As sad and worrisome as the economic crisis and its effects are, there are people in place to help.

The Venezuelan government continues to block humanitarian aid from foreign NGOs from entering the country. It's unclear why President Nicolás Maduro has taken these drastic measures, but some suggest it's an attempt to hide his country's dire state of affairs.

However, there are easy ways to assist kids and families in need.

Connect with groups like Humanitarian Aid for Venezuela or The Borgen Project, both of which work to fight extreme poverty. You can volunteer for The Borgen Project right from your couch, as the nonprofit offers multiple telecommute volunteer opportunities.

And get social. Outside pressure and media attention on the government could force chance and help resolve this crisis. Tweet, talk, read, share, and signal-boost local voices.

No matter where we are, we can all do our part to give kids everywhere a fair shot.

Venezuelans cross from San Antonio del Táchira, Venezuela, to Cúcuta, Colombia, to take advantage of the 12-hour border opening to buy food and medicine. Photo by Schneyder Mendoza/AFP/Getty Images.

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If the past year has taught us nothing else, it's that sending love out into the world through selfless acts of kindness can have a positive ripple effect on people and communities. People all over the United States seemed to have gotten the message — 71% of those surveyed by the World Giving Index helped a stranger in need in 2020. A nonprofit survey found 90% helped others by running errands, calling, texting and sending care packages. Many people needed a boost last year in one way or another and obliging good neighbors heeded the call over and over again — and continue to make a positive impact through their actions in this new year.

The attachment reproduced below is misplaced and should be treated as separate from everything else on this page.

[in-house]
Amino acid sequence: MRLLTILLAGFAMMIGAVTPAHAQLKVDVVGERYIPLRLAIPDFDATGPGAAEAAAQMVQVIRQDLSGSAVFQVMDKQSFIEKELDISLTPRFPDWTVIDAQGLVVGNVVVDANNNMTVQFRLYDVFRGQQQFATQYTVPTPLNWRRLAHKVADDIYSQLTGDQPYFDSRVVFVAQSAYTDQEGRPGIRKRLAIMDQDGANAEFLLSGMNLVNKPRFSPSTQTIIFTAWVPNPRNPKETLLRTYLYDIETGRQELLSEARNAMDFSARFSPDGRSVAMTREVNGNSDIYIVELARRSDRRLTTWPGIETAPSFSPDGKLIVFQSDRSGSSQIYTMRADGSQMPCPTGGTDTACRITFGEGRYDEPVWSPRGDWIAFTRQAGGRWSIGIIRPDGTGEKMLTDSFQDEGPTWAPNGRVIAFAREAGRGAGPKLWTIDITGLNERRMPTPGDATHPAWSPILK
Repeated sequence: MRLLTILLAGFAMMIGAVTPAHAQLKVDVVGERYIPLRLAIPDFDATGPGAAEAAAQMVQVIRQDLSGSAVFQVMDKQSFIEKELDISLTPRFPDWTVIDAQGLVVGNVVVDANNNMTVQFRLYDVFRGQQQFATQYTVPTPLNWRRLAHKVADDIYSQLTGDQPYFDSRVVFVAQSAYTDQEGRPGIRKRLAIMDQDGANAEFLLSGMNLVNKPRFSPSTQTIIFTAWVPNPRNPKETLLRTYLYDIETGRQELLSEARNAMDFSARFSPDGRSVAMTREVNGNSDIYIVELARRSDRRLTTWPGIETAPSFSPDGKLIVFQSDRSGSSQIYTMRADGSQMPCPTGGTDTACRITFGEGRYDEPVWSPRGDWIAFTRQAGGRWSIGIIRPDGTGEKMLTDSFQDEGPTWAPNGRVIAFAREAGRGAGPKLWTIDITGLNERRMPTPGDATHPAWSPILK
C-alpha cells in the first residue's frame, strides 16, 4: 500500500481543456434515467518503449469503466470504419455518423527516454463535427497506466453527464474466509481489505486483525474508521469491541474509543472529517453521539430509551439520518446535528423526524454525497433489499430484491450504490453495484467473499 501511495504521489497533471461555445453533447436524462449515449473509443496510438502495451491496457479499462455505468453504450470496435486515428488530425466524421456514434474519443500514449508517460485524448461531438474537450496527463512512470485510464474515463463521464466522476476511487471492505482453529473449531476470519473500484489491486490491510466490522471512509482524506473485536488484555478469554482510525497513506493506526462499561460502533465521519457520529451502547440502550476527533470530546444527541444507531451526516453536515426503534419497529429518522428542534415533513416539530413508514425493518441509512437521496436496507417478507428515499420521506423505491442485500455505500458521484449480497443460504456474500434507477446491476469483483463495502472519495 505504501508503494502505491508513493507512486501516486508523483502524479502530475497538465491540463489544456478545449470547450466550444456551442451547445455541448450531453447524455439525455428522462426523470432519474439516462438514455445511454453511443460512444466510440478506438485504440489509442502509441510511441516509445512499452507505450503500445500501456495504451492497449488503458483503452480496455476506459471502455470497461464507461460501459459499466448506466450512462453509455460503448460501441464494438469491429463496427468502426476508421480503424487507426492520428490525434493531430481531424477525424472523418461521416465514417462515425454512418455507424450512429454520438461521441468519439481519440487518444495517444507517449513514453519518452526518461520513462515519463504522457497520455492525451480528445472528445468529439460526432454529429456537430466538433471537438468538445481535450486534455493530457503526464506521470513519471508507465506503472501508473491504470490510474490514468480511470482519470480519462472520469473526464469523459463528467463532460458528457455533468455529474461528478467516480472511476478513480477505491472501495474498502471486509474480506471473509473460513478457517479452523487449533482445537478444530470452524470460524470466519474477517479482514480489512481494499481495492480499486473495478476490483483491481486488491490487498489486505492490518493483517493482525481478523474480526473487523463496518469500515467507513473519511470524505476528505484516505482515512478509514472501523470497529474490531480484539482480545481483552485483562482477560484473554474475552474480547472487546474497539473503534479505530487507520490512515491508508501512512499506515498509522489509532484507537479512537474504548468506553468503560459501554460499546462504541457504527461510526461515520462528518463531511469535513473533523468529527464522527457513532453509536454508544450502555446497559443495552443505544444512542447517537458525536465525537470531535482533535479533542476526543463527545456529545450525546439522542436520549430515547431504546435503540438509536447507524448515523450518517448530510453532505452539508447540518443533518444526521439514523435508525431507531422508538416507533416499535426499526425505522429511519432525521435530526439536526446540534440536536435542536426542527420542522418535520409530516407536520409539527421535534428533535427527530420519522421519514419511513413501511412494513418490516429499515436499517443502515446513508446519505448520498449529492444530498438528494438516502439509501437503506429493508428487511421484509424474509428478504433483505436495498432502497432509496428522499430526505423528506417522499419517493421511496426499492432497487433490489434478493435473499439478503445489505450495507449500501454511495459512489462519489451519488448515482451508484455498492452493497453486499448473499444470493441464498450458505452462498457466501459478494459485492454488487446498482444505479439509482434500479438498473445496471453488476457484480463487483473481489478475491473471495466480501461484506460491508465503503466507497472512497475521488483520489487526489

Upworthy and P&G Good Everyday wanted to help keep kindness going strong, so they partnered up to create the Lead with Love Fund. The fund awards do-gooders in communities around the country with grants to help them continue on with their unique missions. Hundreds of nominations came pouring in and five winners were selected based on three criteria: the impact of action, uniqueness, and "Upworthy-ness" of their story.

Here's a look at the five winners:

Edith Ornelas, co-creator of Mariposas Collective in Memphis, Tenn.

Edith Ornelas has a deep-rooted connection to the asylum-seeking immigrant families she brings food and supplies to families in Memphis, Tenn. She was born in Jalisco, Mexico, and immigrated to the United States when she was 7 years old with her parents and sister. Edith grew up in Chicago, then moved to Memphis in 2016, where she quickly realized how few community programs existed for immigrants. Two years later, she helped create Mariposas Collective, which initially aimed to help families who had just been released from detention centers and were seeking asylum. The collective started out small but has since grown to approximately 400 volunteers.